The New Republic Tries to Come Clean on Beauchamp Scandal

It takes him fourteen pages, but Franklin Foer finally makes an admission regarding Scott Thomas Beauchamp's posts in The New Republic.

...in light of the evidence available to us, after months of intensive re-reporting, we cannot be confident that the events in his pieces occurred in exactly the manner that he described them. Without that essential confidence, we cannot stand by these stories.

Foer's opus begins 13 pages earlier and attempts the impossible feat of justifying his editorial leadership at The New Republic from the lead up to the publication of Beauchamp's work to the retraction above. Through it all, Franklin Foer has made it painfully apparent that he is incapable of admitting his own ethical and editorial shortcomings, and refuses to answer many of the key questions that still hang over The New Republic like a gallows.

Foer's first admission is that Elspeth Reeve, Scott Beauchamp's wife, was indeed assigned by Foer to be the fact-checker for "Shock Troops" - a clear conflict of interest that Foer finally admits over four months after the fact. It was apparently a breach severe enough to merit new fact-checking rules at The New Republic.

Foer tells us of an anonymous soldiers claim that the story of the burned woman is true, but offers no specific evidence of this. So far no one has provided a name to identify her or offered any identifiable details about her.

Tellingly, no soldiers in other units who have been through Camp Blurring in Kuwait report they have seen her. Indeed, they and civilian contractors have denied her existence. It seems that no one stating these stories are true will comment on the record, with the exception of one man that Foer was forced to admit the "Army had removed him from Iraq on mental health grounds."

Foer continues to ignore the words of Major Renee D. Russo, the Kuwait-based officer who told TNR senior editor Jason Zengerle that the burned woman story was an urban myth or legend in early August.

Foer also does not really respond to remarks by "the spokesman for the manufacturer of Bradley Fighting Vehicles"

Choosing his words carefully, Foer states that "Nothing in our conversations with them had dissuaded us of the plausibility of Beauchamp's pieces." Foer, of course, said our conversations.

Foer still does not admit that TNR's questions to Doug Coffey, spokesman of BAE Systems, the Bradley manufacturer, were vague to the point of uselessness. Foer also refuses to release the names of the other anonymous experts, including a forensic anthropologist, he claims support the story. It seems he does not want these experts to discuss the quality of the interviews they conducted.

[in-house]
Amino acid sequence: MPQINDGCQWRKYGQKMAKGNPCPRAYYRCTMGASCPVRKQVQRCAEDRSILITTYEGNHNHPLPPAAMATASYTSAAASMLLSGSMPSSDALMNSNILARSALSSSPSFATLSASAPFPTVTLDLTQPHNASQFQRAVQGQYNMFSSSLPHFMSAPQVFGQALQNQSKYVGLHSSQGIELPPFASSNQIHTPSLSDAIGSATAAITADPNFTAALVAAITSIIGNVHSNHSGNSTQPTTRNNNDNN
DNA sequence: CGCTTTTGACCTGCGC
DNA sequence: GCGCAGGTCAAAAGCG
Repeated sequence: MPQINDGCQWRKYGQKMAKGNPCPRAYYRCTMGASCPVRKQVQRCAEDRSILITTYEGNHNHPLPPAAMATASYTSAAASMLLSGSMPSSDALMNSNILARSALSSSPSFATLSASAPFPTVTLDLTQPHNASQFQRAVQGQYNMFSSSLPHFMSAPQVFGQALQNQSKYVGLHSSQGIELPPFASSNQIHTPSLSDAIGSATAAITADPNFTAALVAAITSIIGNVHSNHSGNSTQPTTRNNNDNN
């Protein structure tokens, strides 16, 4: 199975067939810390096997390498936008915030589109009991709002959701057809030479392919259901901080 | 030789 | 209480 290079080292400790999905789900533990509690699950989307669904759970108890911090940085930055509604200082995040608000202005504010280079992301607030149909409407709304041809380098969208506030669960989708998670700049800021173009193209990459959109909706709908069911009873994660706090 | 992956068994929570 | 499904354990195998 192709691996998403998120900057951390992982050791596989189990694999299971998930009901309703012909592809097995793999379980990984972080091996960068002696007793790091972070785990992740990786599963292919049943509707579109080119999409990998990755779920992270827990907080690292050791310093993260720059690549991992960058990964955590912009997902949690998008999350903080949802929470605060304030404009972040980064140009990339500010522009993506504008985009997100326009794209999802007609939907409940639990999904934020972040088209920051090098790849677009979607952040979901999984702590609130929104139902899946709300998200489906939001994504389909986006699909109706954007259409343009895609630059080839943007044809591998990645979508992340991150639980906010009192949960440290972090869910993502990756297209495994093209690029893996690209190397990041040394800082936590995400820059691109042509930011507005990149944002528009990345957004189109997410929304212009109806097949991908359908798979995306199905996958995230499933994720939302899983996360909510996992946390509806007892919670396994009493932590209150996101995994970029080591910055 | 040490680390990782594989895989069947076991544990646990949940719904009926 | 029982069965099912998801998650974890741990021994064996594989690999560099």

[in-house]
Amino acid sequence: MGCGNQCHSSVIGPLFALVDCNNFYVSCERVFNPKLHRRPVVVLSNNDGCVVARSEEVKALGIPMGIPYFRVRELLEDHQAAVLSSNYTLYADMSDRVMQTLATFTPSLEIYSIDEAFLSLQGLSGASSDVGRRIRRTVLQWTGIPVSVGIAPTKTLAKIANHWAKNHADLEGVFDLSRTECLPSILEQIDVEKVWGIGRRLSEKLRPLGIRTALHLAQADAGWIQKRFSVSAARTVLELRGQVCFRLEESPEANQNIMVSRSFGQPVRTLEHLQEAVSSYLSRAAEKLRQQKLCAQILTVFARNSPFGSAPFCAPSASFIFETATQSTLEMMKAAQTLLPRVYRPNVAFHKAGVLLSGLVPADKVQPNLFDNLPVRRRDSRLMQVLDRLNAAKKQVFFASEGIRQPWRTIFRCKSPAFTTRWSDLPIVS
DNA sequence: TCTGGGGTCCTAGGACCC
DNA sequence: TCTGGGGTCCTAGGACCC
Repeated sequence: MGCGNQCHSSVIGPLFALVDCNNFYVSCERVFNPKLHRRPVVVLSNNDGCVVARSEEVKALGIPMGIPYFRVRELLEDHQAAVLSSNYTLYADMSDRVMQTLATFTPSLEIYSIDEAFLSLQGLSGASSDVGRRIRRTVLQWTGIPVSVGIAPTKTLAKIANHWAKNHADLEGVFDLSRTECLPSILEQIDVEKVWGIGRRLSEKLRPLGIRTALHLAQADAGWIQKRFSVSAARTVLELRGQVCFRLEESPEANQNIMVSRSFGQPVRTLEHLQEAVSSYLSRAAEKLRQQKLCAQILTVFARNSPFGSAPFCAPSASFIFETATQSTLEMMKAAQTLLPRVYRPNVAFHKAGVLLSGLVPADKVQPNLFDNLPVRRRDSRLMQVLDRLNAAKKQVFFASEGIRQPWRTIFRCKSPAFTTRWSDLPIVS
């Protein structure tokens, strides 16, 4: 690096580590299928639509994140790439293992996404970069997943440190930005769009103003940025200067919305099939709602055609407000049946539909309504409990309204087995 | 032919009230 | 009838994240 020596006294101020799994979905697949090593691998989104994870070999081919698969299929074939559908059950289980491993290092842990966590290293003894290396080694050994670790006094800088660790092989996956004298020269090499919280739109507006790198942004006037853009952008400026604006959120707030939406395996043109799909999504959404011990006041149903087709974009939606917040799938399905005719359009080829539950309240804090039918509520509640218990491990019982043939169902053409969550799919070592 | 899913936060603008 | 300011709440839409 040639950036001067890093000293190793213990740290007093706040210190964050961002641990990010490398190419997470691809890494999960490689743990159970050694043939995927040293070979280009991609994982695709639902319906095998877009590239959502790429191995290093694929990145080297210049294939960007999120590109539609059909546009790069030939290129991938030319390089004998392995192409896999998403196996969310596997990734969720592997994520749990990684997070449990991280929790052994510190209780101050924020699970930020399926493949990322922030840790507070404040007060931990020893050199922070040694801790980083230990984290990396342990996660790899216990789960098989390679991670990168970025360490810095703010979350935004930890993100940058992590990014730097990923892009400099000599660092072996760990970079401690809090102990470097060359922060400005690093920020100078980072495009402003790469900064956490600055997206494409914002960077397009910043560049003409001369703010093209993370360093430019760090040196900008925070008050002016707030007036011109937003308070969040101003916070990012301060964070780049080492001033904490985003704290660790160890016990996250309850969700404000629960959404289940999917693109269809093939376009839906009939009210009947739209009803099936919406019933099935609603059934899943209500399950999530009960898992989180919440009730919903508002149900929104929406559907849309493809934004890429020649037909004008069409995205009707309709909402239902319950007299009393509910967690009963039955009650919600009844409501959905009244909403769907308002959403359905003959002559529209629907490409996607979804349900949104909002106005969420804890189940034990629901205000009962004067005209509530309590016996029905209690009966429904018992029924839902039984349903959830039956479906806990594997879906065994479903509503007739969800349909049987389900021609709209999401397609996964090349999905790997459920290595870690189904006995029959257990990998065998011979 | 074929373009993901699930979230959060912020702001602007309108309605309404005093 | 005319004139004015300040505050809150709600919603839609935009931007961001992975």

Perhaps keeping in line with the "it wasn't my fault" mindset driving his statement, Foer attacks many of those who required proof of Beauchamp's stories, from a snide and frankly irrelevant reference to one critic's past as an adult film star, to attacks upon other publications, and insinuations of a great, widespread conspiracy against him by the U.S. Army from the urban battlegrounds of Iraq to the FOIA offices in sunny Florida.

Here are the facts:

As editor of The New Republic, Franklin Foer allowed Scott Thomas Beauchamp to publish three stories that were not competently fact-checked. At least one of those that was assigned to his wife to fact-check even though that was a clear conflict of interest. All three of those stories—not just"ShockTroops"— had significant "red flags" in them. These red flags range from the changing of a tire of a vehicle equipped with run-flat tires in "War Bonds," to several obvious and easily verifiable untrue statements, including the claim of a discovery of a kind of ammunition that do not exist, and absurd evidence for allegations of murder "Dead of Night" that could have been (and were) debunked in less than 30 seconds with a simple Google search.

The bottom line is that the Scott Beauchamp debacle was a test of editorial character for The New Republic under Franklin Foer's leadership. For over four months, the magazine has answered that challenge by hiding behind anonymous sources, making personal attacks against critics, asserting a a massive conspiracy against them, while covering up conflicting testimony and refusing to answer the hard questions.

Even to the end, Foer continues to blame everyone else for his continuing editorial failures., penning a fourteen-page excuse without a single, "I'm sorry."

The readers and staff deserve better, and it is past time for Franklin Foer to leave The New Republic.

Bob Owens has been covering the Beauchamp Scandal for Pajamas Media and the Confederate Yankee.